The Red Cross has warned of a 'humanitarian crisis' as NHS England struggles to cope with winter pressures.Read the full story ›
Parts of the country have been enveloped in fog, as the Met Office and road safety groups urge motorists to take care on the roads.Read the full story ›
NHS England and Public Health England have launched an awareness campaign to keep vulnerable people well over winter.Read the full story ›
Charity Age UK has said that the ONS figures on rising winter deaths should be cause for "national shame" because of a "failure to address the scandal of cold homes" in the UK.
It should be a cause of national shame that last year’s cold weather claimed so many lives unnecessarily. Excess winter deaths are preventable and today’s figures are a damning indictment of our failure to address the scandal of cold homes in this country.
Cold homes are caused by a number of factors including poor insulation and high energy costs, and are a major cause of excess winter deaths.1 In fact those living in the coldest homes are three times more likely to die a preventable death than those living in warmer ones.
The majority of winter deaths reported by the ONS were among pensioners with over-75s accounting for 25,600 winter-related deaths in 2012/13.
Deaths were highest in the North West in 2012/13 and lowest in London.
"The number of deaths peaked in the first week of January, which coincided with a peak in rates of influenza-like illness over the Christmas weeks," the ONS report said.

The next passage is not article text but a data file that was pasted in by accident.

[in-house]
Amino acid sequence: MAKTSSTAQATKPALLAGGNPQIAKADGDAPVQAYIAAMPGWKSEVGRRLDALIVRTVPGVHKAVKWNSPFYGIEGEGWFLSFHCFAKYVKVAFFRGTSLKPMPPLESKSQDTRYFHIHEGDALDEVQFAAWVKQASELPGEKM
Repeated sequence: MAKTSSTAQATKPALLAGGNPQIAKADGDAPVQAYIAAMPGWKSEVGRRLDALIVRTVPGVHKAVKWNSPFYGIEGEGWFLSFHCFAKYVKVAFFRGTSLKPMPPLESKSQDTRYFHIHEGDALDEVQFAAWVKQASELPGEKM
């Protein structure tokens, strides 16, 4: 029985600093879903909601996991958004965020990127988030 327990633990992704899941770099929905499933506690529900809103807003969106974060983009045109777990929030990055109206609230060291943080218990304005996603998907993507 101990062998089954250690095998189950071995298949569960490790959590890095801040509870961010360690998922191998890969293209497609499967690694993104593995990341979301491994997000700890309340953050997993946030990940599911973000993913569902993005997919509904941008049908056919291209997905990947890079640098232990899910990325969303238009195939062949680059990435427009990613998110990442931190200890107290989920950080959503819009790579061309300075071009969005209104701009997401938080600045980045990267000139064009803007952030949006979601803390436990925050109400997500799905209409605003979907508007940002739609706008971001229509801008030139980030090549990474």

The Office for National Statistics has tweeted:
Doctors at emergency departments in England are warning of another crisis in the NHS this winter.
The President of the College of Emergency Medicine told ITV News that fewer doctors and other increased pressures on the service could push the NHS to breaking point.
ITV News Reporter Nick Thatcher reports:
The Cold Weather Plan for England says there are "too many avoidable deaths each winter", with just over 24,000 each year in England and Wales.
The plan was published by Public Health England in collaboration with the Department of Health, NHS England and the Local Government Association.
In colder weather, keeping yourself warm is essential to staying healthy, especially for the very young, older people or those with a chronic condition such as heart disease and asthma.
There are a range of health problems associated with cold housing and winter weather, but in particular, a cold indoor or outdoor environment can make heart and respiratory problems worse, and can be fatal.
The Government is urging people to use their heating this winter as part of a plan to prevent some of the thousands of avoidable deaths that occur each year.
The Cold Weather Plan for England recommends:
- People should keep their homes warm, with living room temperatures of 21C and bedrooms and the rest of the house heated to 18C
- If people are unable to afford to heat all their rooms, they should heat their living room during the day and bedrooms just before going to bed
- Those eligible for a flu jab should get one
- Measures should be taken to reduce heat waste, such as fitting draught-proofing to seal any gaps around windows and doors
- People should look after themselves with plenty of hot food and drinks, five portions a day of fruit and veg, and wearing layers